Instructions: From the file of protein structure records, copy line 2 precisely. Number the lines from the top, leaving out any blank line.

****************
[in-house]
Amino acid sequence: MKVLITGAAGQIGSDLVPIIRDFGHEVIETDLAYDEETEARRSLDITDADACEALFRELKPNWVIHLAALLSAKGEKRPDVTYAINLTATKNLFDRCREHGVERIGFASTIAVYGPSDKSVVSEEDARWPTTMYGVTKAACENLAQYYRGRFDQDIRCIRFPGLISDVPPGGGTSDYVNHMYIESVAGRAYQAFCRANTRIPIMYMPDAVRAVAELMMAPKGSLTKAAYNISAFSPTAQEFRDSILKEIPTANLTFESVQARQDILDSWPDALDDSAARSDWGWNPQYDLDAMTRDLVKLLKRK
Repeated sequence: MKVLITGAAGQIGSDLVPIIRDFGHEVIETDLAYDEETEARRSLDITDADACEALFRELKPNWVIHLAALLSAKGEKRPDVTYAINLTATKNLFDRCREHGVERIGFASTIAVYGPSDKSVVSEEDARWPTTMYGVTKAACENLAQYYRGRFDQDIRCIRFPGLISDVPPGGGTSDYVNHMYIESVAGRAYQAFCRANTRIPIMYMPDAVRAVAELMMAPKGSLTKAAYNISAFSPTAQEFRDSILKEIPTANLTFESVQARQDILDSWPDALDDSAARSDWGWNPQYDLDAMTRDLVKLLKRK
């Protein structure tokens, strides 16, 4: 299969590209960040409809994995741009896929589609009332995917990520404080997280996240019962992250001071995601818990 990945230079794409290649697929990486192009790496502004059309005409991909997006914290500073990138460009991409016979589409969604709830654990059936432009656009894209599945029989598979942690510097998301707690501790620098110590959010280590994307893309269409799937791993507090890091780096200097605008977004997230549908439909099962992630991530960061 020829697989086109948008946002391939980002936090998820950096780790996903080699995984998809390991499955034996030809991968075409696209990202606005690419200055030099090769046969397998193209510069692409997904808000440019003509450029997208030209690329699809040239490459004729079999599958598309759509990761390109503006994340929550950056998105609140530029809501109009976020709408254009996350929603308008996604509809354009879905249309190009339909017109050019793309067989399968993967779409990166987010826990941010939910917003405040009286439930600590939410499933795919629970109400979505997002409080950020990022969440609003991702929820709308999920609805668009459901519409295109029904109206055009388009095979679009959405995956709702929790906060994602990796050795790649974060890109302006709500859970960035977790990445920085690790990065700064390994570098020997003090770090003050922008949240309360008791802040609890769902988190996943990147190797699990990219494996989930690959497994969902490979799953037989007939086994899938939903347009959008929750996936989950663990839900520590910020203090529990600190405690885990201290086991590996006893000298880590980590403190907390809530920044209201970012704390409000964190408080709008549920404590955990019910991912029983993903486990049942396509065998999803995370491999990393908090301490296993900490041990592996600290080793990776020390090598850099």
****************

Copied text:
Amino acid sequence: MKVLITGAAGQIGSDLVPIIRDFGHEVIETDLAYDEETEARRSLDITDADACEALFRELKPNWVIHLAALLSAKGEKRPDVTYAINLTATKNLFDRCREHGVERIGFASTIAVYGPSDKSVVSEEDARWPTTMYGVTKAACENLAQYYRGRFDQDIRCIRFPGLISDVPPGGGTSDYVNHMYIESVAGRAYQAFCRANTRIPIMYMPDAVRAVAELMMAPKGSLTKAAYNISAFSPTAQEFRDSILKEIPTANLTFESVQARQDILDSWPDALDDSAARSDWGWNPQYDLDAMTRDLVKLLKRK